in procession around meadows and fields, holy water and crucifix in hand,
intoning prayers and benedictions, and thus compelling the Sprites to flee the
cultivated acres. During this particular week  there were
several processional days;  besides these, there were two fixed
processional days: the "greater," on April 25th; and the "less,"
on May [44} 1st. Ceremonies of just this sort lent
themselves directly to the maintenance of belief in the Sprites; even in our
own times traditions persist relating to "Sprite mounds" and "Sprite
trees," sacred trees that no hand must touch, where the Sprites not long
since were accustomed to receive offerings of food.
Among more recent superstitions concerned with the lesser supernatural beings, those relating to Elves and Giants (Jutuls, Trolls, Mountain-Trolls) are by far the most
prevalent. Among the Elves must be counted the Huldre Folk,  who occupy a
conspicuous place in the superstitions of Iceland. These Elves have quite the
appearance of human beings. They make their homes under ground or in the
mountains, and are not always hostile toward men but at times rather amiable
and friendly; for this reason they are occasionally given the designation
Darlings.  Among the Norwegians, too, there are numerous stories about the Hidden Folk or the underground people (mound folk, mountain folk), and above all about the Huldre herself, the Hill-Lady. She is often malicious; but at other times she shows a friendly demeanor toward
men, as when she appears before the herdsman and speaks and dances with him.
The Hill-Lady is often very beautiful as seen from the front, an impression
enhanced by her blue smock and white linen hood. From behind she is hideous:
her back is hollowed out like a trough and she has a tail that she is never
able to conceal. [45}
She owns a large herd of fat cattle and dogs to shepherd them ("huldre dogs"). She sings and plays well, but always in a melancholy strain; her tunes are called the "Hill-Lady's
The underground folk are unable to beget children with each other. For this reason
they desire to decoy young men or women in order to wed with them. They also
have a bad habit of stealing human children; instead they lay one of their own
brats in the cradle, the so-called changelings. 
Other Sprites are the Nix and the Water-Sprite. They live in rivers and lakes, and in
certain localities are considered evil beings; in Telemark, for example,
traditional report has it that the Nix demands each year a human sacrifice and
that he is impelled to draw down to himself persons who approach the water
after nightfall. As a rule, however, these Water-Sprites are guileless and
friendly; they are adept at playing the fiddle, and it is possible to induce
them to teach the art. Having no hope of eternal salvation, they are melancholy
of mood; but they are made happy when any one promises to bring about their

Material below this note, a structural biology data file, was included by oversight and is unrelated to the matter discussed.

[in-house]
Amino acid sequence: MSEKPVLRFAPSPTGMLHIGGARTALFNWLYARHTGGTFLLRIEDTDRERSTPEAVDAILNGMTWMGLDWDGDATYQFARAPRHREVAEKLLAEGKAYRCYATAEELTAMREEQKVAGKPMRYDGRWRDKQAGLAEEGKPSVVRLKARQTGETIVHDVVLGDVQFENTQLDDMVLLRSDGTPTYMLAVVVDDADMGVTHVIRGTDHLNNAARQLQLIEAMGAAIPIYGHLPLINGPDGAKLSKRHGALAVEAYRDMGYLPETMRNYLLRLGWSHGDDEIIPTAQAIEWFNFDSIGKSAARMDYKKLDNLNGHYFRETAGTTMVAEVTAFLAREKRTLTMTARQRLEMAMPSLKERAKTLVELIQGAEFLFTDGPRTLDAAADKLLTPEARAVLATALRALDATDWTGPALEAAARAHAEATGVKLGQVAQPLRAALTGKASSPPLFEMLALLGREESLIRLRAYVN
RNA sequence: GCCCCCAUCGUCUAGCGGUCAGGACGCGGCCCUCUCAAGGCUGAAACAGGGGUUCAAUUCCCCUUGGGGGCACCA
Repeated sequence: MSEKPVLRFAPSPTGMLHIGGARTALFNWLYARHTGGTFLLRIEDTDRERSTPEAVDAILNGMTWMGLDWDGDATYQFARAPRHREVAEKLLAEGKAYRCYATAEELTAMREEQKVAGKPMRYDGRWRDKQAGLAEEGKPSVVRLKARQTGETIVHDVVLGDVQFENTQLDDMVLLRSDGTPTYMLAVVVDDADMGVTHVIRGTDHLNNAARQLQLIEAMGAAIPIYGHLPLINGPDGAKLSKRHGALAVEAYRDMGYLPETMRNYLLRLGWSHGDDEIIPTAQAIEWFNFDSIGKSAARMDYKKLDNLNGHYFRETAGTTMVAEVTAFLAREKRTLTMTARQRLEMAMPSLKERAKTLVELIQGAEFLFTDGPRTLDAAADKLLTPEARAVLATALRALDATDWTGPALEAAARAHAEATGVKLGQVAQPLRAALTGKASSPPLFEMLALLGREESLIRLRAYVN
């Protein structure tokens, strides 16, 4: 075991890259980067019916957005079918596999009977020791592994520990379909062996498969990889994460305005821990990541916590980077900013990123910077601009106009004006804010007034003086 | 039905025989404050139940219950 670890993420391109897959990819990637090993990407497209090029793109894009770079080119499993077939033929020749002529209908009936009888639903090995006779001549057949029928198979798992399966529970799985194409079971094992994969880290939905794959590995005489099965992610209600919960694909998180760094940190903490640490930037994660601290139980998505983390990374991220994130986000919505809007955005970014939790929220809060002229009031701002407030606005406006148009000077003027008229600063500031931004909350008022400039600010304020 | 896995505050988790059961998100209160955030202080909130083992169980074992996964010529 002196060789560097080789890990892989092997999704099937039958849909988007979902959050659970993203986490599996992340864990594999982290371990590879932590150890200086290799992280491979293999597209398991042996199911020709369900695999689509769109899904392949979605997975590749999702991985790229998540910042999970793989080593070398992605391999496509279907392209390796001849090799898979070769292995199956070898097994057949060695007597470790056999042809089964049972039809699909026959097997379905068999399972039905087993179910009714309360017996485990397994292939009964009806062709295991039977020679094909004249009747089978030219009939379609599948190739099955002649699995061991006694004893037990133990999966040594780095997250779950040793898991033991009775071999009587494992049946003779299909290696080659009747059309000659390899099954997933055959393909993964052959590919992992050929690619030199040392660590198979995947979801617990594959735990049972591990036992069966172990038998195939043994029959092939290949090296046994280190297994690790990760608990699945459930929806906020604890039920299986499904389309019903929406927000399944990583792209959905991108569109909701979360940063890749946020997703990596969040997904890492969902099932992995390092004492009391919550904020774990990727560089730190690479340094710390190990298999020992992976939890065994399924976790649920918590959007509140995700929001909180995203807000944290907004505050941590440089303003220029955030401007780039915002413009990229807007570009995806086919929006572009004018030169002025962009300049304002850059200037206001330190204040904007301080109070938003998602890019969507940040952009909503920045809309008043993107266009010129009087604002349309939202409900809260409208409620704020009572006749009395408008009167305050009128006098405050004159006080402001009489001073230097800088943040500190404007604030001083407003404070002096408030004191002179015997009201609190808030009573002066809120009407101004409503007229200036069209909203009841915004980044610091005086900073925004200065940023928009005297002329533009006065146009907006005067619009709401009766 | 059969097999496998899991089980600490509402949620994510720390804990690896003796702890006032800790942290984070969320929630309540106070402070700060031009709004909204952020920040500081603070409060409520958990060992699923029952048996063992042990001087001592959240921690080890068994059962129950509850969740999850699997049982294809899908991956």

redemption, and they often demand the prospect of heavenly bliss as a reward
for instruction in playing the fiddle. When the Nix is heard moaning and
groaning, it is an omen that some one is about to be drowned. The Nix is able to
reveal himself under various guises: as a handsome young man with long hair, as
a dwarf, or as an old graybeard.
Out in the ocean dwell Merman and Mermaid. [46} They too sing and play beautifully and
entice human beings to their haunts. They have the power to foretell future
events. The upper part of their bodies has a human shape and the lower part has
the likeness of a fish; the Mermaid appears beautiful as long as she does not
let her finny tail be seen.
Among the Sprites the Brownie (Modern Norwegian Nisse)
occupies a position of his own. He is a small boy or a small man dressed in
gray clothes and a red cap; the crown of his head remains always moist, and his
hands lack thumbs. Lingering about the farmsteads, he makes himself most useful
so long as he is well treated; but if he takes umbrage at his hosts, he is
capable of causing a great deal of trouble. If the Brownie is pleased with his
surroundings, he will help the stableboy feed the horses, will assist the milkmaid
in the care of the cows, and will even steal from the neighbors both hay and
food to supply the farm on which he lives; but if he grows dissatisfied, he
will bewitch the cattle, spoil the food, and bring misfortunes of other kinds
upon the house. It may happen that two Brownies from two different farms
encounter each other in foraging for hay, and then they will perhaps start a
spirited fight armed with wisps of the hay. On Christmas Eve prudent folk are
accustomed to set out for the Brownie a dish of Christmas pudding.
Whenever a person in sleep felt a weight upon his chest or when he dreamed disquieting dreams, he had no doubt that the Nightmare or Incubus was abroad, that he was being "ridden"